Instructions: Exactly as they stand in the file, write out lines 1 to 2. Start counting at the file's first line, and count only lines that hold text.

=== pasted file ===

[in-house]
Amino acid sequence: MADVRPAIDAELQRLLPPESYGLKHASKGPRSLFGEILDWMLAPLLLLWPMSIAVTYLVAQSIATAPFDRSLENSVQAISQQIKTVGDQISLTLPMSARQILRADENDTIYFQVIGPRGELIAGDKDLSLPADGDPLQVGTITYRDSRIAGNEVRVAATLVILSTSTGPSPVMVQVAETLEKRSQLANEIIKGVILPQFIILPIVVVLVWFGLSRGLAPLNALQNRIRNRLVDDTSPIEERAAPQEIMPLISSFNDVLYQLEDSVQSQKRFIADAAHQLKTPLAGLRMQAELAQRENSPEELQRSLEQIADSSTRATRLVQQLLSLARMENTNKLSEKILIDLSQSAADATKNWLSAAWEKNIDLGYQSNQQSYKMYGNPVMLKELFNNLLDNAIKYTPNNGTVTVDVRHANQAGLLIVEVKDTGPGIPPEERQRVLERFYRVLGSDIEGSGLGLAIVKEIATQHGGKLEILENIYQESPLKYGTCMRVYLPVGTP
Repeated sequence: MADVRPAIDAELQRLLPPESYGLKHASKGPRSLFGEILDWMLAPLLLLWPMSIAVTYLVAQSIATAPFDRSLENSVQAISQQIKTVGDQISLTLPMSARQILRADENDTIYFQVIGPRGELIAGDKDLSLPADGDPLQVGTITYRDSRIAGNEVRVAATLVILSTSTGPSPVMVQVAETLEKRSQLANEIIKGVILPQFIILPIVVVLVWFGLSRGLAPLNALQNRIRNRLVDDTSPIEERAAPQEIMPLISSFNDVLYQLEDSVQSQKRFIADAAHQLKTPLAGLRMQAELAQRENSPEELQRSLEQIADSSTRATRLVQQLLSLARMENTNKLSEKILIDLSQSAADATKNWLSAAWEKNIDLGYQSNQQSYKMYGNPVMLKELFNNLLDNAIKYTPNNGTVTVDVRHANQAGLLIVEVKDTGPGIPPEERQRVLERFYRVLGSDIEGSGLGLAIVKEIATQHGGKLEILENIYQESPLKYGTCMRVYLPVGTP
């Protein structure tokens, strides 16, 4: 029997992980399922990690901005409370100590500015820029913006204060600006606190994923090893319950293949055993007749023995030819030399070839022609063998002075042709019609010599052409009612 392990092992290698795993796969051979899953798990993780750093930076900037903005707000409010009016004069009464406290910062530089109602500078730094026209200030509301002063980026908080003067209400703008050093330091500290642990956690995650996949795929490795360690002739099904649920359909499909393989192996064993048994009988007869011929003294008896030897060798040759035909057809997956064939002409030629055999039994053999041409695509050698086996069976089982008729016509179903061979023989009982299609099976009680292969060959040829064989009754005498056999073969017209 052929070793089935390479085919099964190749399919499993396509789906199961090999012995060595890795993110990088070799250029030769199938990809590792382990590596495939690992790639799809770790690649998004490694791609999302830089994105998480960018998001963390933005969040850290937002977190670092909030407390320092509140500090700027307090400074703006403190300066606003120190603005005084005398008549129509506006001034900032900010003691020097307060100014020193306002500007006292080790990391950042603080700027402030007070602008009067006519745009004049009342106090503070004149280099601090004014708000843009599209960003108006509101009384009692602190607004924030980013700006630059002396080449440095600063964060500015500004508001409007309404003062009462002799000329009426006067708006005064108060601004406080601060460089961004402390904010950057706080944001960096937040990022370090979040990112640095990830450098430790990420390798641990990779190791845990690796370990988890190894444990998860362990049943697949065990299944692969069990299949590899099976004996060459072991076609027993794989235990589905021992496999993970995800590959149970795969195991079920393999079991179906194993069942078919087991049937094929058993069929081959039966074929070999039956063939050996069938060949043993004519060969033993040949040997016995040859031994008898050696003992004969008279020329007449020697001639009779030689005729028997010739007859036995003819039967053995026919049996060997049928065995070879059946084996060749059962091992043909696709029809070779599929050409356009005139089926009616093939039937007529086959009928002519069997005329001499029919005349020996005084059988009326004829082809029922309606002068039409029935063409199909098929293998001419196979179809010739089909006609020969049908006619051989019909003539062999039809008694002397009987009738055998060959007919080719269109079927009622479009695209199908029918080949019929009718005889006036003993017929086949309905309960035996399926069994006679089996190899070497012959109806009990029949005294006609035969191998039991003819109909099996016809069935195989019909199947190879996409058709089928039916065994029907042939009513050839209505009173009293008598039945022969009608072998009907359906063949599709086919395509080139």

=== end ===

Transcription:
[in-house]
Amino acid sequence: MADVRPAIDAELQRLLPPESYGLKHASKGPRSLFGEILDWMLAPLLLLWPMSIAVTYLVAQSIATAPFDRSLENSVQAISQQIKTVGDQISLTLPMSARQILRADENDTIYFQVIGPRGELIAGDKDLSLPADGDPLQVGTITYRDSRIAGNEVRVAATLVILSTSTGPSPVMVQVAETLEKRSQLANEIIKGVILPQFIILPIVVVLVWFGLSRGLAPLNALQNRIRNRLVDDTSPIEERAAPQEIMPLISSFNDVLYQLEDSVQSQKRFIADAAHQLKTPLAGLRMQAELAQRENSPEELQRSLEQIADSSTRATRLVQQLLSLARMENTNKLSEKILIDLSQSAADATKNWLSAAWEKNIDLGYQSNQQSYKMYGNPVMLKELFNNLLDNAIKYTPNNGTVTVDVRHANQAGLLIVEVKDTGPGIPPEERQRVLERFYRVLGSDIEGSGLGLAIVKEIATQHGGKLEILENIYQESPLKYGTCMRVYLPVGTP